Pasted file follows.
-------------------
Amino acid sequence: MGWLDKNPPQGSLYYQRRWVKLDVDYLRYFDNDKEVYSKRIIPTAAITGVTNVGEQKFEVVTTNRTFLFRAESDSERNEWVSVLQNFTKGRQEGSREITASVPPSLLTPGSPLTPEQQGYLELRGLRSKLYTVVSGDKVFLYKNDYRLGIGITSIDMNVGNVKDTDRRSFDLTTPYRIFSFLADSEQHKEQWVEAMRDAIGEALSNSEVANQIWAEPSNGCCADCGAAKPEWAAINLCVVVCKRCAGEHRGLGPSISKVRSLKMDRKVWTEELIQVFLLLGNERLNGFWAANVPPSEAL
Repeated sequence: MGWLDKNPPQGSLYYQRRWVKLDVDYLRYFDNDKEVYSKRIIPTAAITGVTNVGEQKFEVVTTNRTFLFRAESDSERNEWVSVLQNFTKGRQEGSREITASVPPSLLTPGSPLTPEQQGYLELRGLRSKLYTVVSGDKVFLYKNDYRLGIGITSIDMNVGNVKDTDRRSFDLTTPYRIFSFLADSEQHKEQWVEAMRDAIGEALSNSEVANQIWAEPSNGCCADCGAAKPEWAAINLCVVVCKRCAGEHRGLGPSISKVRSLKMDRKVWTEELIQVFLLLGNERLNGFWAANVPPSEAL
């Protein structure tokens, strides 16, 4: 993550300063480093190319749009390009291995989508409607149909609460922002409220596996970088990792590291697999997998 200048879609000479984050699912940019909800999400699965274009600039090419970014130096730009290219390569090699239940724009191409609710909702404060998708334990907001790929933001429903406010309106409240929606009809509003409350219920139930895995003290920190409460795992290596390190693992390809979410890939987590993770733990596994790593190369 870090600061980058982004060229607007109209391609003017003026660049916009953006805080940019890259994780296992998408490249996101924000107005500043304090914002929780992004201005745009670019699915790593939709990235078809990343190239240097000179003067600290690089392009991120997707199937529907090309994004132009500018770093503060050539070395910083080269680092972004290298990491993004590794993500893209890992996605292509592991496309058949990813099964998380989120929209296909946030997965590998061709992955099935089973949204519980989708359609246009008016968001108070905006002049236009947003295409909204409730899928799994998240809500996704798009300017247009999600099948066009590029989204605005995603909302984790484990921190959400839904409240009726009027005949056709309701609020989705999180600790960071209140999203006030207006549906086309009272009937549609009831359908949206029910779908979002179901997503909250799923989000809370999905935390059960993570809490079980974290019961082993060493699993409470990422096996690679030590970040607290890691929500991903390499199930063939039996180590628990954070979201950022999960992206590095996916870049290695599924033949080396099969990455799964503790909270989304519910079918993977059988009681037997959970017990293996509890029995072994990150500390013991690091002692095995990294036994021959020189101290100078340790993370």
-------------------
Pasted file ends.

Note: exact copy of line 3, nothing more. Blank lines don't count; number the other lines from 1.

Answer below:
């Protein structure tokens, strides 16, 4: 993550300063480093190319749009390009291995989508409607149909609460922002409220596996970088990792590291697999997998 200048879609000479984050699912940019909800999400699965274009600039090419970014130096730009290219390569090699239940724009191409609710909702404060998708334990907001790929933001429903406010309106409240929606009809509003409350219920139930895995003290920190409460795992290596390190693992390809979410890939987590993770733990596994790593190369 870090600061980058982004060229607007109209391609003017003026660049916009953006805080940019890259994780296992998408490249996101924000107005500043304090914002929780992004201005745009670019699915790593939709990235078809990343190239240097000179003067600290690089392009991120997707199937529907090309994004132009500018770093503060050539070395910083080269680092972004290298990491993004590794993500893209890992996605292509592991496309058949990813099964998380989120929209296909946030997965590998061709992955099935089973949204519980989708359609246009008016968001108070905006002049236009947003295409909204409730899928799994998240809500996704798009300017247009999600099948066009590029989204605005995603909302984790484990921190959400839904409240009726009027005949056709309701609020989705999180600790960071209140999203006030207006549906086309009272009937549609009831359908949206029910779908979002179901997503909250799923989000809370999905935390059960993570809490079980974290019961082993060493699993409470990422096996690679030590970040607290890691929500991903390499199930063939039996180590628990954070979201950022999960992206590095996916870049290695599924033949080396099969990455799964503790909270989304519910079918993977059988009681037997959970017990293996509890029995072994990150500390013991690091002692095995990294036994021959020189101290100078340790993370």